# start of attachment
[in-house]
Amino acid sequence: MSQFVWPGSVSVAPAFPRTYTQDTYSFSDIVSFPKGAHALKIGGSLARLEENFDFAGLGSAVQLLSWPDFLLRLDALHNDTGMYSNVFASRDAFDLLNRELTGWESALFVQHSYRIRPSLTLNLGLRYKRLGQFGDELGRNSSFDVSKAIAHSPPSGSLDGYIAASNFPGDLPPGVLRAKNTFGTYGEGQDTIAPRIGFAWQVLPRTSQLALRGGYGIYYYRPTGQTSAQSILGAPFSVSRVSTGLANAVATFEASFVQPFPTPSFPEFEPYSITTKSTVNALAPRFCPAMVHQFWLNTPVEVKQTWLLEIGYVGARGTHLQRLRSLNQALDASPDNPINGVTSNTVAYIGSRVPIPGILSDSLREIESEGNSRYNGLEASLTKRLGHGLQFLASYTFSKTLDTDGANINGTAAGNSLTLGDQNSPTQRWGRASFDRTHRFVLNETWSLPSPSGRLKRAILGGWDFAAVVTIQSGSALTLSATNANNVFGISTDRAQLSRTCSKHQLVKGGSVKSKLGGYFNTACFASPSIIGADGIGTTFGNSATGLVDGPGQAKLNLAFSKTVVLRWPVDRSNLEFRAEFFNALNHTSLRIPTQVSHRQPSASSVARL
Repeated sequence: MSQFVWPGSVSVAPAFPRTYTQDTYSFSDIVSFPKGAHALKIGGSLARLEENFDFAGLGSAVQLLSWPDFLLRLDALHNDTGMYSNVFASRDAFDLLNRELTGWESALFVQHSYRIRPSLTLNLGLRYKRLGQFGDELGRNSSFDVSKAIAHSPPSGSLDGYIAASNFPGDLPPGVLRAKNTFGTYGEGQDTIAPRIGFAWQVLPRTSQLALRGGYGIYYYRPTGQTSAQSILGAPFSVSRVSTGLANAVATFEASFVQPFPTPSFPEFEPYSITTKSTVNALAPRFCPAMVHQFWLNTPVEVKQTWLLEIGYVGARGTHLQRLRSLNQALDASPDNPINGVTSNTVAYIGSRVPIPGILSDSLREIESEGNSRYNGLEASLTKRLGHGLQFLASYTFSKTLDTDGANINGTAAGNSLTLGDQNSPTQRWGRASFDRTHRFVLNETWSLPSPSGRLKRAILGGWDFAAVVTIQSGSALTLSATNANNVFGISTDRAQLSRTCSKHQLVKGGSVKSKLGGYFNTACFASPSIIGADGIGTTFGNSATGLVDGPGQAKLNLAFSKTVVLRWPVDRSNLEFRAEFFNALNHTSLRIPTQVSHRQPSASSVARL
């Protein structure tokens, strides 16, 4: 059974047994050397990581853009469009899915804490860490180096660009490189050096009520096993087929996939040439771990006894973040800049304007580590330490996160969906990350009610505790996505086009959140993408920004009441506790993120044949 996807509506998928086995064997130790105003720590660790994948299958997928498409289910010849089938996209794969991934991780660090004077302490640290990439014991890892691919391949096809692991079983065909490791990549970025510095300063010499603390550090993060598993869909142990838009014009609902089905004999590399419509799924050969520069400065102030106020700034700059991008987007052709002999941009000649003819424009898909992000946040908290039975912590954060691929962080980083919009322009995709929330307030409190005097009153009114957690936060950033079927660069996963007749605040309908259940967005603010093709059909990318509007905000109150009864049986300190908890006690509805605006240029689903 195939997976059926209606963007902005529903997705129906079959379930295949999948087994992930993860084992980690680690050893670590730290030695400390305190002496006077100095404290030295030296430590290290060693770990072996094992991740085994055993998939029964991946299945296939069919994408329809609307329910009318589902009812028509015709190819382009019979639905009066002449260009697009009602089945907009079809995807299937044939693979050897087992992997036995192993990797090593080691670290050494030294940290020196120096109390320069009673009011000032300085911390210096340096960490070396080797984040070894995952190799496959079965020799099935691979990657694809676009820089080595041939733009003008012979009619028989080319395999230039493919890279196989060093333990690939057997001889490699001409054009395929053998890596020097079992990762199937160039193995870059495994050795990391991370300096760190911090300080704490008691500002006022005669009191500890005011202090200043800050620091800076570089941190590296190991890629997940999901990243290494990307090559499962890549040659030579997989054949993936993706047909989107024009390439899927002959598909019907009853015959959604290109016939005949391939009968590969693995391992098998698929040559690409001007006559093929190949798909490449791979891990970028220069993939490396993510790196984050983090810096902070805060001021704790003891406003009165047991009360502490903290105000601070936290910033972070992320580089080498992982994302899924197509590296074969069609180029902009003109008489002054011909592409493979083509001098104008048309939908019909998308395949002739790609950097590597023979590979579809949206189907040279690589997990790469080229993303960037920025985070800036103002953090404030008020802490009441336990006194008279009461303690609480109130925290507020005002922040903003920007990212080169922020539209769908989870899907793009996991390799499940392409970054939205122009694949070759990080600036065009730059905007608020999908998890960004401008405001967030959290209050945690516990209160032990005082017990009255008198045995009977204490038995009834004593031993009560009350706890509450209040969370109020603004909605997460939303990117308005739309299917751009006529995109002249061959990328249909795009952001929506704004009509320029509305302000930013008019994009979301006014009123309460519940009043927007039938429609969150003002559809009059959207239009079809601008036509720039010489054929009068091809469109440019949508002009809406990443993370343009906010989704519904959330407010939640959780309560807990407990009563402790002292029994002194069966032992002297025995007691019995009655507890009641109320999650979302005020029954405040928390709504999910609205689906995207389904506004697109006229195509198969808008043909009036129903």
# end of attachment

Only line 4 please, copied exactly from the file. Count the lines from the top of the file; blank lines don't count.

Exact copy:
């Protein structure tokens, strides 16, 4: 059974047994050397990581853009469009899915804490860490180096660009490189050096009520096993087929996939040439771990006894973040800049304007580590330490996160969906990350009610505790996505086009959140993408920004009441506790993120044949 996807509506998928086995064997130790105003720590660790994948299958997928498409289910010849089938996209794969991934991780660090004077302490640290990439014991890892691919391949096809692991079983065909490791990549970025510095300063010499603390550090993060598993869909142990838009014009609902089905004999590399419509799924050969520069400065102030106020700034700059991008987007052709002999941009000649003819424009898909992000946040908290039975912590954060691929962080980083919009322009995709929330307030409190005097009153009114957690936060950033079927660069996963007749605040309908259940967005603010093709059909990318509007905000109150009864049986300190908890006690509805605006240029689903 195939997976059926209606963007902005529903997705129906079959379930295949999948087994992930993860084992980690680690050893670590730290030695400390305190002496006077100095404290030295030296430590290290060693770990072996094992991740085994055993998939029964991946299945296939069919994408329809609307329910009318589902009812028509015709190819382009019979639905009066002449260009697009009602089945907009079809995807299937044939693979050897087992992997036995192993990797090593080691670290050494030294940290020196120096109390320069009673009011000032300085911390210096340096960490070396080797984040070894995952190799496959079965020799099935691979990657694809676009820089080595041939733009003008012979009619028989080319395999230039493919890279196989060093333990690939057997001889490699001409054009395929053998890596020097079992990762199937160039193995870059495994050795990391991370300096760190911090300080704490008691500002006022005669009191500890005011202090200043800050620091800076570089941190590296190991890629997940999901990243290494990307090559499962890549040659030579997989054949993936993706047909989107024009390439899927002959598909019907009853015959959604290109016939005949391939009968590969693995391992098998698929040559690409001007006559093929190949798909490449791979891990970028220069993939490396993510790196984050983090810096902070805060001021704790003891406003009165047991009360502490903290105000601070936290910033972070992320580089080498992982994302899924197509590296074969069609180029902009003109008489002054011909592409493979083509001098104008048309939908019909998308395949002739790609950097590597023979590979579809949206189907040279690589997990790469080229993303960037920025985070800036103002953090404030008020802490009441336990006194008279009461303690609480109130925290507020005002922040903003920007990212080169922020539209769908989870899907793009996991390799499940392409970054939205122009694949070759990080600036065009730059905007608020999908998890960004401008405001967030959290209050945690516990209160032990005082017990009255008198045995009977204490038995009834004593031993009560009350706890509450209040969370109020603004909605997460939303990117308005739309299917751009006529995109002249061959990328249909795009952001929506704004009509320029509305302000930013008019994009979301006014009123309460519940009043927007039938429609969150003002559809009059959207239009079809601008036509720039010489054929009068091809469109440019949508002009809406990443993370343009906010989704519904959330407010939640959780309560807990407990009563402790002292029994002194069966032992002297025995007691019995009655507890009641109320999650979302005020029954405040928390709504999910609205689906995207389904506004697109006229195509198969808008043909009036129903």